St. Andrew’s Cathedral Æolian-Skinner Organ
As a prerequisite to traveling to Hawaii, Bishop Staley made provision for an organ for the as yet un-built Cathedral. Since that day St. Andrew’s has been the home of significant examples of the King of Instruments. The current organ is primarily an Æolian-Skinner, built in 1961, the largest organ in the State of Hawai‘i and ranked in size amongst the top 50 in the world. Not only is it the ultimate accompaniment to liturgy in the Anglican tradition, it is also the foundation for music outreach into the community and the world, attracting internationally recognized organists for recital and recording opportunities, and accompanying non-liturgical performance.
Hawai‘i’s Largest Pipe Organ
The Cathedral Organ is among the largest and most valuable assets and high-profile treasures of the Cathedral and requires significant expert maintenance in a tropical environment lacking constant temperature and humidity control. It is an asset whose future must be carefully managed.
For most of the twentieth century the Æolian-Skinner Company of Boston was considered the Rolls Royce of the organ-building world. Notable Æolian-Skinner instruments are found in Boston Symphony Hall, the Mormon Tabernacle, Riverside Church, and The Cathedral of Saint John the Divine, New York City. Here in Honolulu, St. Andrew’s Cathedral is privileged to have its own Æolian-Skinner. With nearly 5000 pipes, it is the largest pipe organ in Hawai‘i.
In the 1990’s, under the care of Canon John McCreary, the Organ Completion Fund was begun. The original console was replaced in 1994 by Roger Colby of Tennessee. At that time, preparations were made for adding additional stops. In one year, enough had been collected to begin the first of three phases of the completion. In 1995, 28 stops were added by the Walker Company of Pennsylvania. Included were room-shaking 32’ stops for the Pedal division and colorful orchestral stops for the Solo division. In 1996, 27 stops were added, completing the Antiphonal, Pedal, and Choir divisions. The final phase brought the completion of the Swell division and added the Grand Choeur, which can speak from the front, middle, or back of the nave. For these additions, pipes from other Æolian-Skinner organs were “sampled,” that is, digitally mapped. These new sounds take very little room, use no air, and never need tuning. The organ as it exists today is, thus, the work of many hands.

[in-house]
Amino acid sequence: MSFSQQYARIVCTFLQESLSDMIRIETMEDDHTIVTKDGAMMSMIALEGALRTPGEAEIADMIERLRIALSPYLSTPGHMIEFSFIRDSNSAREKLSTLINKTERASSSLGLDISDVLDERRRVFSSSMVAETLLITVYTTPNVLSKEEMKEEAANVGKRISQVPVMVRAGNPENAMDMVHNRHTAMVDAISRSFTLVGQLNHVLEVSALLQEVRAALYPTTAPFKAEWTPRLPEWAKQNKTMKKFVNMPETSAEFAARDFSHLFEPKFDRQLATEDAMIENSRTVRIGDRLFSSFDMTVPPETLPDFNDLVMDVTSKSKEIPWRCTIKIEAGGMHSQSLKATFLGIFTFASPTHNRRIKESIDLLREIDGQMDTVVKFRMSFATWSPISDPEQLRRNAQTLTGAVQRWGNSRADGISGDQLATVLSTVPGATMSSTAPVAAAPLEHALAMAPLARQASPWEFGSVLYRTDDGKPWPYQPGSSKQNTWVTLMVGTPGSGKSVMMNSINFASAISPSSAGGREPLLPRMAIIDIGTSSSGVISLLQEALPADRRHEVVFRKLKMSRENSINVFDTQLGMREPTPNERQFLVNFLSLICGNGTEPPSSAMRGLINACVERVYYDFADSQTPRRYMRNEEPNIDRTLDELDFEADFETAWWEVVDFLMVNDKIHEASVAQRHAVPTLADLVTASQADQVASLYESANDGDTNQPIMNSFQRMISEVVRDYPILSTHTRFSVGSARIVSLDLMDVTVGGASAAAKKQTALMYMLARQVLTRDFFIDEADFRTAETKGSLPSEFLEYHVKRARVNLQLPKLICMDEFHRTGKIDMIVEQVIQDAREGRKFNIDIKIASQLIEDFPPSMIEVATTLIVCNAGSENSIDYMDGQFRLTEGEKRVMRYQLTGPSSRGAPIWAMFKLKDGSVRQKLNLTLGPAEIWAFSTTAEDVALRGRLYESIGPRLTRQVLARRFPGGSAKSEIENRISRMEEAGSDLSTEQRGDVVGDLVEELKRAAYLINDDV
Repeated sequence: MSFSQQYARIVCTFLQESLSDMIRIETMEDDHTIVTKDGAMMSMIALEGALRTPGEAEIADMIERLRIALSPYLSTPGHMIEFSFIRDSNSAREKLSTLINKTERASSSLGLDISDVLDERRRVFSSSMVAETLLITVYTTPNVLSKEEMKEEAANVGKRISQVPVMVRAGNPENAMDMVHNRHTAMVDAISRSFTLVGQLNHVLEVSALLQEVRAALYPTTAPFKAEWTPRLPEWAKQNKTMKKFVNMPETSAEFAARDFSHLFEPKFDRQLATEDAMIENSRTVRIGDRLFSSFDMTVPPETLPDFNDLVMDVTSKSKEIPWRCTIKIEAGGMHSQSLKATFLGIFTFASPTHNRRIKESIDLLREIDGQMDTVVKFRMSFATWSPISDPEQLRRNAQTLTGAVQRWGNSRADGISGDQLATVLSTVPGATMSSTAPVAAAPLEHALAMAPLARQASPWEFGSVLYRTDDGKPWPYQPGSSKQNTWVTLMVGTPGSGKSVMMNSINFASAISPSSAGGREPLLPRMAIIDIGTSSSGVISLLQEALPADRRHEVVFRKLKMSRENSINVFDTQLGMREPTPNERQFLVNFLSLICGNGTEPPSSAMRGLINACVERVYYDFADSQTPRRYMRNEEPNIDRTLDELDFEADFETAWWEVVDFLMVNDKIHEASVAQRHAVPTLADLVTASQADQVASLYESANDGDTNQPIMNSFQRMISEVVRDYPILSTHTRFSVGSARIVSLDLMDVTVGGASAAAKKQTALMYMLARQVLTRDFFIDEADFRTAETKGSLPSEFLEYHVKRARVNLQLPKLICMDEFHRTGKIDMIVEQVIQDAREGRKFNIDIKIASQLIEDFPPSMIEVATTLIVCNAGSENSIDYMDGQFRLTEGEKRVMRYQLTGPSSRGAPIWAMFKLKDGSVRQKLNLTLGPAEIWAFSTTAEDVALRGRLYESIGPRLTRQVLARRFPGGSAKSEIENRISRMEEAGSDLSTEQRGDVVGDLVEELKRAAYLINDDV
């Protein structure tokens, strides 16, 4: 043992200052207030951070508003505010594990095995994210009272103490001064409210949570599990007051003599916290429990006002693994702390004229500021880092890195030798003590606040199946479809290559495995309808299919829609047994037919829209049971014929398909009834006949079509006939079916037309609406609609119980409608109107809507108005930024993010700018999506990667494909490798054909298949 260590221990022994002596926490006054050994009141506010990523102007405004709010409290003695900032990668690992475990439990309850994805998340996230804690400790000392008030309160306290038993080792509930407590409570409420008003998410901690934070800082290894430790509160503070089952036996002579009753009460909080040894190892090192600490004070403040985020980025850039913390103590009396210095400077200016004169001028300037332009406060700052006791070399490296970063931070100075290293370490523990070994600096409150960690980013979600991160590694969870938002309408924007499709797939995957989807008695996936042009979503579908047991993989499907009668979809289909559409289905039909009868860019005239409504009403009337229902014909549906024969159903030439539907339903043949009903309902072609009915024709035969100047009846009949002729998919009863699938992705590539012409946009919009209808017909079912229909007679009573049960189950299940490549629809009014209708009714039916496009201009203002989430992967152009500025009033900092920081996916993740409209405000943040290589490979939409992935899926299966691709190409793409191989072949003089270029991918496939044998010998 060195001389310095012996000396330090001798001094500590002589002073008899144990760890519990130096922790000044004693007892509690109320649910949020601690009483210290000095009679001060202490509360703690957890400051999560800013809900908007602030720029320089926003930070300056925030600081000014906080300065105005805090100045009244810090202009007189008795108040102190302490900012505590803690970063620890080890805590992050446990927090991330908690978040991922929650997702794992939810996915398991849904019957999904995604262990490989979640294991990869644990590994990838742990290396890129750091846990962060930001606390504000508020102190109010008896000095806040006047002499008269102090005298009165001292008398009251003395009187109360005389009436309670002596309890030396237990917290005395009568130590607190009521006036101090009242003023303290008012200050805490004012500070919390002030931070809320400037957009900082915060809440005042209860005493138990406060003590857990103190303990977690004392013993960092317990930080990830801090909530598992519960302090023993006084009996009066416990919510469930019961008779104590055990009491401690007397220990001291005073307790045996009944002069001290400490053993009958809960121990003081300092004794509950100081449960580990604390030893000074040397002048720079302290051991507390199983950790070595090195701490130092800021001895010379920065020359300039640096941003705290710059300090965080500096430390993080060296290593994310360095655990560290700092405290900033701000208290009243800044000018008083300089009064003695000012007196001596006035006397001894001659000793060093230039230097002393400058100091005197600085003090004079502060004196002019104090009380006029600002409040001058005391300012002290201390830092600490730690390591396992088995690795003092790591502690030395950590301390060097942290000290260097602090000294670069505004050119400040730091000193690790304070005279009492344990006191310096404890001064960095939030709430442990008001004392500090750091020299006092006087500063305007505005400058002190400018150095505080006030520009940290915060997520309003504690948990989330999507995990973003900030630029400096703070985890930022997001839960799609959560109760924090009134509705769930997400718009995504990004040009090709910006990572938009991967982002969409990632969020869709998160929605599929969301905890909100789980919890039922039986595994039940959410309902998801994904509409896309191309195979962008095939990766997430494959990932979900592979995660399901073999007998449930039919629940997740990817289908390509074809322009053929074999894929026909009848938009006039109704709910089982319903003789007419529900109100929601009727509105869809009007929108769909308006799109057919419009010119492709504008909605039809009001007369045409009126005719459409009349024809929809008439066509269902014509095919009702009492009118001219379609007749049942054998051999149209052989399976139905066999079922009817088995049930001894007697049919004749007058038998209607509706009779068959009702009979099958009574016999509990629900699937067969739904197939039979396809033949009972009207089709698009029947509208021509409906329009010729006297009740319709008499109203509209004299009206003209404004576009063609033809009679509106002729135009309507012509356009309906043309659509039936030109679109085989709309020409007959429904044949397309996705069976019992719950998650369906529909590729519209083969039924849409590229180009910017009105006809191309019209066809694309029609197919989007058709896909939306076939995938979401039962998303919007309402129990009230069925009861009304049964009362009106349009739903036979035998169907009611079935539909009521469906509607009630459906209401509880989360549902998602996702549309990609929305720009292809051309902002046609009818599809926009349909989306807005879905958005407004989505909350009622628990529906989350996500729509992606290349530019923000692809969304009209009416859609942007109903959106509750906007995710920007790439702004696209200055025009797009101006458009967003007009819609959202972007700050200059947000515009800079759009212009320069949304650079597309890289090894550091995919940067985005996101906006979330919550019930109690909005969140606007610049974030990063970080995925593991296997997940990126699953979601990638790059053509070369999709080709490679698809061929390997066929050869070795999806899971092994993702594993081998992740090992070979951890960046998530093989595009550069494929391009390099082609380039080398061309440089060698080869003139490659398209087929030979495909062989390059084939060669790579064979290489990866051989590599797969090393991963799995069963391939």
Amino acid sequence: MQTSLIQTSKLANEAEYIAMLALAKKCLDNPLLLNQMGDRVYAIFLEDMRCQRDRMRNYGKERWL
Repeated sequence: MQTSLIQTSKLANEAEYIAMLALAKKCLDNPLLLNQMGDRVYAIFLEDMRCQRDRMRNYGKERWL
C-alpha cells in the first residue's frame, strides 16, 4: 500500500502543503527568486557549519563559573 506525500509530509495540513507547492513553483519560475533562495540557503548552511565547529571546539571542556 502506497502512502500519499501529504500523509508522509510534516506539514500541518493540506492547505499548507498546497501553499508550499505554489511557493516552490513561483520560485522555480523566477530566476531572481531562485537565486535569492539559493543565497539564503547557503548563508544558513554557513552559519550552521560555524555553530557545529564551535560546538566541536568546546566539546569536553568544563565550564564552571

The Organ Restoration Project
Can you imagine the Cathedral of St. Andrew without the sound of its magnificent pipe organ? The organ has harmonized hymns, resonated through the bodies of those attending worship and concerts, unified a community, and inspired countless people for generations. Under the stress of six decades of heavy, continuous use and various assaults ranging from a leaking roof to termites, the organ is in serious disrepair.
Soli Deo Gloria!